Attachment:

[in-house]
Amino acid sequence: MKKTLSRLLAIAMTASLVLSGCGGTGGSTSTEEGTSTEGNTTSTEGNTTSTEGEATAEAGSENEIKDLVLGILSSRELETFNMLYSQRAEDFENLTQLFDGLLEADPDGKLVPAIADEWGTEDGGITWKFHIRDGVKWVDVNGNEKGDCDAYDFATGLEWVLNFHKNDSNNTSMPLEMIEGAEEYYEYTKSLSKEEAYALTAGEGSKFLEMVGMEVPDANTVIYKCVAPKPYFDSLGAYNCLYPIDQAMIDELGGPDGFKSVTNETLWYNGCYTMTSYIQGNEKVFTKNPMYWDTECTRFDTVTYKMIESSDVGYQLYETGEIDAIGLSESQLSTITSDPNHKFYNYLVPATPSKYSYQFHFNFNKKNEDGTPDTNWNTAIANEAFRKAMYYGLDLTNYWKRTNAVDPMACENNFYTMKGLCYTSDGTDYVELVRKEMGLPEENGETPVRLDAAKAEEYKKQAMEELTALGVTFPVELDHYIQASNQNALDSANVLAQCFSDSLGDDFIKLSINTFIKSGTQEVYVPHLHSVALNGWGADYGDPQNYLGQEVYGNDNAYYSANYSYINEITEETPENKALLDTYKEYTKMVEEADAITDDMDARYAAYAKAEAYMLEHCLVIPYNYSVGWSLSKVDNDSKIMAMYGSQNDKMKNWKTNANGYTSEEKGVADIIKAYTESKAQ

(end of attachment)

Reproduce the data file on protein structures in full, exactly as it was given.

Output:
[in-house]
Amino acid sequence: MKKTLSRLLAIAMTASLVLSGCGGTGGSTSTEEGTSTEGNTTSTEGNTTSTEGEATAEAGSENEIKDLVLGILSSRELETFNMLYSQRAEDFENLTQLFDGLLEADPDGKLVPAIADEWGTEDGGITWKFHIRDGVKWVDVNGNEKGDCDAYDFATGLEWVLNFHKNDSNNTSMPLEMIEGAEEYYEYTKSLSKEEAYALTAGEGSKFLEMVGMEVPDANTVIYKCVAPKPYFDSLGAYNCLYPIDQAMIDELGGPDGFKSVTNETLWYNGCYTMTSYIQGNEKVFTKNPMYWDTECTRFDTVTYKMIESSDVGYQLYETGEIDAIGLSESQLSTITSDPNHKFYNYLVPATPSKYSYQFHFNFNKKNEDGTPDTNWNTAIANEAFRKAMYYGLDLTNYWKRTNAVDPMACENNFYTMKGLCYTSDGTDYVELVRKEMGLPEENGETPVRLDAAKAEEYKKQAMEELTALGVTFPVELDHYIQASNQNALDSANVLAQCFSDSLGDDFIKLSINTFIKSGTQEVYVPHLHSVALNGWGADYGDPQNYLGQEVYGNDNAYYSANYSYINEITEETPENKALLDTYKEYTKMVEEADAITDDMDARYAAYAKAEAYMLEHCLVIPYNYSVGWSLSKVDNDSKIMAMYGSQNDKMKNWKTNANGYTSEEKGVADIIKAYTESKAQ